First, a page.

Marine Corps Releases More Details on Utility Vehicle Phase Out

By Meredith Roaten

Marine Corps photo by Ashley Calingo

The Marine Corps is slated to replace its utility task vehicle with a new ultra light tactical platform in the next two years, according to an official.

The first generation of the small, all-terrain trucks will be phased out in fiscal years 2022 and 2023 as they come to the end of their five-year service lives, said Jennifer Moore, program manager for light tactical vehicles at Marine Corps Systems Command’s logistics combat element systems office.

The Marines have 248 utility task vehicles — which are manufactured by Polaris Government and Defense of Medina, Minnesota. They are mostly intended to help lighten troops’ loads, but are also used for reconnaissance missions, she said.

However, the UTV is completely maintained by contractors, which is not ideal for the expeditionary environments that Marines operate in, she said during a tactical wheeled vehicles webinar hosted by the National Defense Industrial Association.

Polaris will deliver more than 500 of the new ultra light tactical vehicles, which feature better maintainability between fiscal years 2022 to 2025, according to the service.

“The Marines need to be able to take care of their own vehicle where they are,” Moore said. They will travel with all the spare parts needed, she added.

The move to a more sustainable supply chain will allow Marines to maintain their vehicles is in support of the Marine Corps’ Force Design 2030 — a strategy for the service to prepare for amphibious operations and potential conflict in the Indo-Pacific region that was released last March, Moore noted.

Officials are also looking for options to alleviate the impact of corrosion from salt water and sea spray on the vehicles, she added.

“We’re interested in learning more about scalable armor solutions … as well as winterization packages and features that [industry] may have to offer,” she said.

Additionally, the Marine Corps is in the middle of a study examining its inventory of tactical wheeled vehicles, said Lorrie Owens, program manager for medium and heavy tactical vehicles. The study will help inform the service’s ground combat tactical vehicle strategy.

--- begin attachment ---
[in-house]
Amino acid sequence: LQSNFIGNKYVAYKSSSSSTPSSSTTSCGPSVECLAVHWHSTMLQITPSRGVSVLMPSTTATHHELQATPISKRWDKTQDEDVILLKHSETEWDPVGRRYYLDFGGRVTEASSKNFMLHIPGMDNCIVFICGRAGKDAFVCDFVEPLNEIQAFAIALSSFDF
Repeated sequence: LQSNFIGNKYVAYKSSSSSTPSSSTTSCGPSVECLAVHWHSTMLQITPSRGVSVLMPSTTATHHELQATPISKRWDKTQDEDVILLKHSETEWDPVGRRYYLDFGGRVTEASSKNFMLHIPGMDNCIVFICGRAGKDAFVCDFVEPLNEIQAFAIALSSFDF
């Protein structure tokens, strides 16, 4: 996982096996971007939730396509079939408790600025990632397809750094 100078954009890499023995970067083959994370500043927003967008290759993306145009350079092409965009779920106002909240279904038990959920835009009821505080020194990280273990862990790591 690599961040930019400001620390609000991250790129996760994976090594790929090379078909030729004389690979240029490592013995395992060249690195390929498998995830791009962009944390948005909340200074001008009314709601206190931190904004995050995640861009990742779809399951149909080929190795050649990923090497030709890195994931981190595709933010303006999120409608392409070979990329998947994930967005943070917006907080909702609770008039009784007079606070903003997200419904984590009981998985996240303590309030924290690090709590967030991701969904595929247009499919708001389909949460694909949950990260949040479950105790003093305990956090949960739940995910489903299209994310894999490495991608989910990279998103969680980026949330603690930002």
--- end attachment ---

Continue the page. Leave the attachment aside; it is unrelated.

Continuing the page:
The Marine Corps is also working with the Army to study the possibility of integrating autonomous capabilities into new vehicles, she noted. The platforms would use leader-follower technology that allows several robotic vehicles to follow a manned system. A demonstration for the effort is slated to take place in 2021.

Topics: Tactical Wheeled Vehicles, Marine Corps News

Comments (1)

Re: Marine Corps Releases More Details on Utility Vehicle Phase Out

The US Marines divesting in their M1A1 Abrams tanks for faster and lighter vehicles such as the wheeled JLTV and ACV can solve problems to a certain degree, but the lack of a tank's 120mm cannon means a lack of high-power explosive punch that comes in around 40 120mm shells and 12,000 bullets per tank---that is a LOT of firepower per ONE M1A1. Now the MEU(SOC) had FOUR the "number of rounds math" for four tanks.

USMC MRZRs and JLTVs should be equipped with the Arnold Fletcher APKWS 2.75-inch laser-guided rocket pod. JQL/JAGMs should also be implemented onto JLTVs, MTVRs, and MRZRs. The Carmor MANTIS armored APC should be purchased and fielded as the 6x6 version can seat 13 Marines total. SPIKE NLOS launchers should substituted for most Javelin ATGMs as SPIKE flies farther and is lighter to carry.

The US Marines bias in that all new armored vehicles need to swim for INDO-PACOM is leaving the Marines vulnerable in their other missions such as Embassy security, civilian evacuations, QRF, crisis response, reinforcements, LAW vehicles, and airborne assault. A LAW beaching itself to unload just HMMWVs, JLTVs, ACVs, MTVRs, and MRZRs isn't much of a ground vehicle force as half of those vehicles lack basic mine, IED, and shrapnel armor protection. The US Marines should acquire the Army's MPF 105mm light tank and as many RiWP triple to quadruple RWS turrets as possible for the JLTVs.

In a smoke-filled, jammed, sensor-degraded, and obscured battlefield environment, an unguided tank shell doesn't need sophisticated and expensive nosecone sensors to fire, fly, and hit something compared to smart missiles. At the very least, the USMC should consider wheeled mortars, tank destroyers, and light tanks as "Bunker busters" and mobile armored firepower besides the 30mm autocannon.

Cenebar at 11:54 AM
Retype the CAPTCHA code from the image
Change the CAPTCHA codeSpeak the CAPTCHA code
Please enter the text displayed in the image.